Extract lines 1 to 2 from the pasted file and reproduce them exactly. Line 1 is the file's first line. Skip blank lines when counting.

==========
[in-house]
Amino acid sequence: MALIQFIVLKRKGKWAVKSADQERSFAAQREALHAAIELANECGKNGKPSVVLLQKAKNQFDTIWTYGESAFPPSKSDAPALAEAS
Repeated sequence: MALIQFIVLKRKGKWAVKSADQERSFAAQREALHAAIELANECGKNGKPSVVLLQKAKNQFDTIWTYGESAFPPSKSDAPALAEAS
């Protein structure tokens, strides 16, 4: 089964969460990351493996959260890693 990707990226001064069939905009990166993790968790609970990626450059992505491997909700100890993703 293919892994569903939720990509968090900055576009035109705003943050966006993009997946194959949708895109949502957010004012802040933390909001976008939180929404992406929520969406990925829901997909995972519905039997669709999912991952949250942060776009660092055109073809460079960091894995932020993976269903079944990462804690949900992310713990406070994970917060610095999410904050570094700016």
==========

[in-house]
Amino acid sequence: MALIQFIVLKRKGKWAVKSADQERSFAAQREALHAAIELANECGKNGKPSVVLLQKAKNQFDTIWTYGESAFPPSKSDAPALAEAS